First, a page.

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  #736  
Old 02-21-2012, 09:22 PM
quartermaster quartermaster is offline
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Well, actually it was an acident that I bought FUN. I was looking for a trailer for my Spidsgatter, and FUN was on the trailer. I thought I'd buy them and sell the boat. But as things go, I started to like the looks of the boat, and I thought, well, I'll just do a little repair before I sell it. You know, to make it more valuble. I'm sure you guys know how the story goes from here. Five years later, and a lot of out of pocket cash, sleepless nights ect. I was way in over my head, but too dumb to know it at the time. Looking back, it was worth it. I met a lot of great people who gave of they're time and knowlege, and it made me a better yahtsman in the bargain. The boat was broken up, with a lot of hasty repairs, I put this down to the lack of a keel and an inadequate rudder, rightly or wrongly. I did try to get Laurie involved, but he was about to retire, and this project probably didn't apeal to him. I have been very involved in Bretts refit of Black Fun, and we have been emailing through his whole process. He had modest sucess with his project, but was dissapointed in not getting a podium result. The one thing I have learned, is that these boats are fairly high strung, and there is a process of tweaking that leads to better performance, whatever path you take. The rudder that I am using is a stock Melges 24 rudder, which is too thin and the chord too short, I don't get enough lift at the slow speeds it operates at upwind, and when it heels past 20 deg. it wants to round up. I built a thicker section and a bigger chord rudder, which solved this deficency, but I didn't make it strong enough. I'm useing the same design and making it out of solid carbon with a vacum system and an oven. My techniques have gotten better with time. It's all a process, and I'm learning a lot.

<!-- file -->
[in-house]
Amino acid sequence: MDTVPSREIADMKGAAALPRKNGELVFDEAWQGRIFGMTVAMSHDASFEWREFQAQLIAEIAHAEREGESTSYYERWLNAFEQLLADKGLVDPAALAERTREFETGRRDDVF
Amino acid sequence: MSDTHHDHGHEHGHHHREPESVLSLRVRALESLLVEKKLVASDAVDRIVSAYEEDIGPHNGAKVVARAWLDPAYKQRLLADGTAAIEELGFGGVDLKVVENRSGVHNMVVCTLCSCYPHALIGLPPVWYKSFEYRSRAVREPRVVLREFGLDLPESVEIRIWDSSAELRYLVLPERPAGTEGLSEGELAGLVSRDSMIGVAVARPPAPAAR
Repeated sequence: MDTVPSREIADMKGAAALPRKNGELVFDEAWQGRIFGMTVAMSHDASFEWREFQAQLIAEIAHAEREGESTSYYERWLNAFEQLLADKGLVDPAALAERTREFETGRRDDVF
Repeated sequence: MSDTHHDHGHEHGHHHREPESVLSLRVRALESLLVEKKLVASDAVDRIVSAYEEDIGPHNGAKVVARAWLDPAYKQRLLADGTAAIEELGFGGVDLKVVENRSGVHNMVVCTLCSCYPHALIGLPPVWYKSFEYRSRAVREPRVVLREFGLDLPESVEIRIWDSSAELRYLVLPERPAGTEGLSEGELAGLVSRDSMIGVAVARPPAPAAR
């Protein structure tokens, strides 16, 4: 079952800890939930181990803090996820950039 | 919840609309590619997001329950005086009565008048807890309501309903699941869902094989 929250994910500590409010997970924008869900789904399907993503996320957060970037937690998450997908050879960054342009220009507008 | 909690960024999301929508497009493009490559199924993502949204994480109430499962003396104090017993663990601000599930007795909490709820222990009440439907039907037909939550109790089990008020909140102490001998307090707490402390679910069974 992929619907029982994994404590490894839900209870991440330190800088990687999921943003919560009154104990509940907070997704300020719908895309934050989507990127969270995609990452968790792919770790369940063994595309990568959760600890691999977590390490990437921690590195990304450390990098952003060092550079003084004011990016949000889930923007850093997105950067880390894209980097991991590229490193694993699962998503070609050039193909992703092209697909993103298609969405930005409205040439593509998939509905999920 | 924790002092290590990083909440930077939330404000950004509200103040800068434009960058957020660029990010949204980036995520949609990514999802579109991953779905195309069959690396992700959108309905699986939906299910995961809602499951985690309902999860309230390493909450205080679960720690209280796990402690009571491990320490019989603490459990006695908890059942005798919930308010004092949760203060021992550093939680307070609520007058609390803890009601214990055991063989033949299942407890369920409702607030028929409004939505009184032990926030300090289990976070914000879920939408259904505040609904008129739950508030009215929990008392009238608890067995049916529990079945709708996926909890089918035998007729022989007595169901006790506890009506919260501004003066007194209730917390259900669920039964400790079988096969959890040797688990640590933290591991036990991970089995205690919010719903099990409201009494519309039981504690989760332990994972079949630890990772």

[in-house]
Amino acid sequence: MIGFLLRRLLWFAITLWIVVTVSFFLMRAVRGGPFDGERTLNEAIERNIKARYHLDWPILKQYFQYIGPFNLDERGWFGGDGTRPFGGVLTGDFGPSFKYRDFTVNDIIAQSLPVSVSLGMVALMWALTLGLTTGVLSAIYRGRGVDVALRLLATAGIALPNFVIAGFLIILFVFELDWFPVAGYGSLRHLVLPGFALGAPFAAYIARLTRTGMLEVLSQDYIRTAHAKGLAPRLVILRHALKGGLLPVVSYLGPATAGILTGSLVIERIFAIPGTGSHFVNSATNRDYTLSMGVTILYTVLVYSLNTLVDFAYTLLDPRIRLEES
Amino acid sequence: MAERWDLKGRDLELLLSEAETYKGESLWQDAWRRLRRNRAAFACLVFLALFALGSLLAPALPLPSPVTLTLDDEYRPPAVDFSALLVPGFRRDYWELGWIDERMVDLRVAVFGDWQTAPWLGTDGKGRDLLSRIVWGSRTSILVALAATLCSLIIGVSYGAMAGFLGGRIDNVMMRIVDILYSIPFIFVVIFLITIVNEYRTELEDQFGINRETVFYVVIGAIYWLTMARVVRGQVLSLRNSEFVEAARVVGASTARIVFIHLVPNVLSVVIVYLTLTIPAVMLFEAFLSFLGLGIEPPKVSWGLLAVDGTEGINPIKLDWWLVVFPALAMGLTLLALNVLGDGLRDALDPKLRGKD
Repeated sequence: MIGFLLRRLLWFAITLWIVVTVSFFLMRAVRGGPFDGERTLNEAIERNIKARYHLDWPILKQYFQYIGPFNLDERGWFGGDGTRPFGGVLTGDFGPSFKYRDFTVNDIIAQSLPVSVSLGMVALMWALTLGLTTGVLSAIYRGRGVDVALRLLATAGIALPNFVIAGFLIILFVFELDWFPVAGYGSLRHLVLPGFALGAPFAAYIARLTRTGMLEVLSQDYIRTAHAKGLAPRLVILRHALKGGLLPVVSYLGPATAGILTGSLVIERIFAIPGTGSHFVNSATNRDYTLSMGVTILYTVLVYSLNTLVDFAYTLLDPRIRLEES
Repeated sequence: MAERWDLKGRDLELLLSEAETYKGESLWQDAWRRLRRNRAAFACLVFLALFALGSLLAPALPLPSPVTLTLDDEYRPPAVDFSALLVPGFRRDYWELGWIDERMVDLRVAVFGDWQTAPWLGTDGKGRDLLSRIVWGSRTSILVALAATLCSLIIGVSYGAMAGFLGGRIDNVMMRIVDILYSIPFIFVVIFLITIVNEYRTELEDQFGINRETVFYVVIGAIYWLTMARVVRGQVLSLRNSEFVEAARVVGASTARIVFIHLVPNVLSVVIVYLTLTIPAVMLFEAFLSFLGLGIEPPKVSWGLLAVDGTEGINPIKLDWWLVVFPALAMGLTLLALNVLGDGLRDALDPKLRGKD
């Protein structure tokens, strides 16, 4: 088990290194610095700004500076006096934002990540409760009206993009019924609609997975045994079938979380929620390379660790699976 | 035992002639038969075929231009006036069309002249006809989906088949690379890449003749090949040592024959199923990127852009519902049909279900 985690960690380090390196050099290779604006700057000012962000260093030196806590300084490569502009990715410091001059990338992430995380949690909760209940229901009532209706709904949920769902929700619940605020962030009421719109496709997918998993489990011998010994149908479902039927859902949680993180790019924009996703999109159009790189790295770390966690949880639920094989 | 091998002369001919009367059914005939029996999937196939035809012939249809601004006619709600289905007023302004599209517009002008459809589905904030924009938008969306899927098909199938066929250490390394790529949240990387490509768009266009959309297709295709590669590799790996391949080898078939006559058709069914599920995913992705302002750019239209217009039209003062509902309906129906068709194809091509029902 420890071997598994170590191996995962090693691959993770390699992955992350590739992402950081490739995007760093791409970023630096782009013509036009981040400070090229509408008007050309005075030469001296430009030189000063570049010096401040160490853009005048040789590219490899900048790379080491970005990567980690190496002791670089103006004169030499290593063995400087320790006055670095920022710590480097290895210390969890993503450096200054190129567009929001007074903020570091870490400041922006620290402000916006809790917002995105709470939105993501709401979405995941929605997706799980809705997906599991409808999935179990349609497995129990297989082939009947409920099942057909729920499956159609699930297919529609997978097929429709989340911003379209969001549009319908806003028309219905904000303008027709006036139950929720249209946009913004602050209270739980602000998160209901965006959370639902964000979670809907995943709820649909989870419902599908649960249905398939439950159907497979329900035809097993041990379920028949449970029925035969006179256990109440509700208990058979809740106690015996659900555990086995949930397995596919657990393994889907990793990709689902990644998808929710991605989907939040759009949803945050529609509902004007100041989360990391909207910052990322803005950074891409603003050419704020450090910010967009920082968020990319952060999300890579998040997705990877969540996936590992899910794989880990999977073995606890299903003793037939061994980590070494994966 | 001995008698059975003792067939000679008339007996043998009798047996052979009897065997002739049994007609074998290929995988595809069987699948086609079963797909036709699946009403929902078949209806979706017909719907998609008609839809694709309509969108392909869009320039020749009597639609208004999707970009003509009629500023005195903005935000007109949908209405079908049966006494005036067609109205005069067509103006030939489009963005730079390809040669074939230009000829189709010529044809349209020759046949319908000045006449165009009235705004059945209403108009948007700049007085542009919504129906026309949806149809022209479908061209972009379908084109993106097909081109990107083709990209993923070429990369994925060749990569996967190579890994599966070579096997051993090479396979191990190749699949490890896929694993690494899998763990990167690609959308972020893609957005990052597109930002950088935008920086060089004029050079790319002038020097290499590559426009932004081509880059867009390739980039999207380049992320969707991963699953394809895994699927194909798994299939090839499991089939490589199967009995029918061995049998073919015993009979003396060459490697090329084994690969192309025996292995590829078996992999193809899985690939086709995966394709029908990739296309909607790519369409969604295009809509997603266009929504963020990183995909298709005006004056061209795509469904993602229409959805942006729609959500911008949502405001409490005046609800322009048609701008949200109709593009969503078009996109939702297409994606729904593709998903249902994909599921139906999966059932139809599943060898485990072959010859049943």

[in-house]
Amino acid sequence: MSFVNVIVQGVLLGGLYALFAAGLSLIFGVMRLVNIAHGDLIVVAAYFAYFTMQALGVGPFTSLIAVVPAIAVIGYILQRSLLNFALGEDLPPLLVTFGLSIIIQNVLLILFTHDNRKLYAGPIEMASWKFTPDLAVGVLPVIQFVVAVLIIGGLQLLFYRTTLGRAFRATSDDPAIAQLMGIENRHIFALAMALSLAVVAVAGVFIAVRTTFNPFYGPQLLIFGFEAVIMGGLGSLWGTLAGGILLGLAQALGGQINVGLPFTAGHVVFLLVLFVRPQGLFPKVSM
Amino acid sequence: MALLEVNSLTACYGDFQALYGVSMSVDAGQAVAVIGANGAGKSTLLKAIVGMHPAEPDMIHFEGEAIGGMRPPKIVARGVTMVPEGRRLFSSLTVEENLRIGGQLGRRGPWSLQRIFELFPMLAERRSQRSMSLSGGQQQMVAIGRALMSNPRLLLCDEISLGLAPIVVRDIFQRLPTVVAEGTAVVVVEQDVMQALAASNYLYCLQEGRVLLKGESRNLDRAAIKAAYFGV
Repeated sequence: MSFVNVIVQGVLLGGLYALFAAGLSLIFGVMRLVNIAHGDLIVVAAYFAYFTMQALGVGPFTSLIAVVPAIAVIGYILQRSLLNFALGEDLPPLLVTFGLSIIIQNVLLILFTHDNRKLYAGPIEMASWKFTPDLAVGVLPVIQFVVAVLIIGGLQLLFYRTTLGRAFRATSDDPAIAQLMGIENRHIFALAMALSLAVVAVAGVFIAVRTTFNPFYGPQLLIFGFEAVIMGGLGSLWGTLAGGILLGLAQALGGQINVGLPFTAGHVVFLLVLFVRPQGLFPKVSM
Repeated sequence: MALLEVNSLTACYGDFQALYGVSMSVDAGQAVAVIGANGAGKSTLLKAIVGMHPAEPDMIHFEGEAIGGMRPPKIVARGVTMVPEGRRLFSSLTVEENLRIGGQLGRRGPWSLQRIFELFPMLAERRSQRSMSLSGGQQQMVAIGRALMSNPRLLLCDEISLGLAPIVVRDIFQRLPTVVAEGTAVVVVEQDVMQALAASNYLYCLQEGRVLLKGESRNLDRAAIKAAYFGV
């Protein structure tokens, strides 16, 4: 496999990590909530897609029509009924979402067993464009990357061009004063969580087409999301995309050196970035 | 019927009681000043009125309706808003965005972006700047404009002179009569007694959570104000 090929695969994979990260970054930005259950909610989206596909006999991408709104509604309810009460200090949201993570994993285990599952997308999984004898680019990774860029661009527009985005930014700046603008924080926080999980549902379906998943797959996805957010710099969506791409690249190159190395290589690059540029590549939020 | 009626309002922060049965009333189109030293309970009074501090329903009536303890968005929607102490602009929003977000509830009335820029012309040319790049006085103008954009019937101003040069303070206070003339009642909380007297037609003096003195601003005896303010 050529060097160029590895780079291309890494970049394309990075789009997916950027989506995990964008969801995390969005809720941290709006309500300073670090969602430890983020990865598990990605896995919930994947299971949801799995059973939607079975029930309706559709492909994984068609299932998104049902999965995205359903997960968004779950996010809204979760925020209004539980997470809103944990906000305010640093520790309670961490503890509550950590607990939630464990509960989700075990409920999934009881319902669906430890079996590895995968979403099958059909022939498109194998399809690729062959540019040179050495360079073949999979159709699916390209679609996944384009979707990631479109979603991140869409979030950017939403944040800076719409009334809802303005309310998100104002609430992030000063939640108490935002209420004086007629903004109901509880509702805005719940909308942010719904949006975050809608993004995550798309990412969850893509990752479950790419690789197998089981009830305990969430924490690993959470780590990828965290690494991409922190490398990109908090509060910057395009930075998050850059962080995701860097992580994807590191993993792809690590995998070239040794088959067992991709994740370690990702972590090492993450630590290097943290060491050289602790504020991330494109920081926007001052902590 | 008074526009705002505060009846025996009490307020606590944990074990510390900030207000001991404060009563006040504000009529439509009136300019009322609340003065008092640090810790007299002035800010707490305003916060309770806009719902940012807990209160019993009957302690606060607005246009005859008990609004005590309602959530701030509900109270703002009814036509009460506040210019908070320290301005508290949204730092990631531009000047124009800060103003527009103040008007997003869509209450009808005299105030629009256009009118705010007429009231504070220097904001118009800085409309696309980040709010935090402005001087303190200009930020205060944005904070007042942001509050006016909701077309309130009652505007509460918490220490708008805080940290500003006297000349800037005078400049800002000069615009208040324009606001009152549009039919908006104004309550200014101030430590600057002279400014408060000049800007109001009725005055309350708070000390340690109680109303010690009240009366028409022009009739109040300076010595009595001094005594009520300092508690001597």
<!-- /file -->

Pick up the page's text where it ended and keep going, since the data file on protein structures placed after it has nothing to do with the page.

Quartermaster
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  #737  
Old 02-21-2012, 10:36 PM
sean9c sean9c is offline
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Quote:
Originally Posted by quartermaster View Post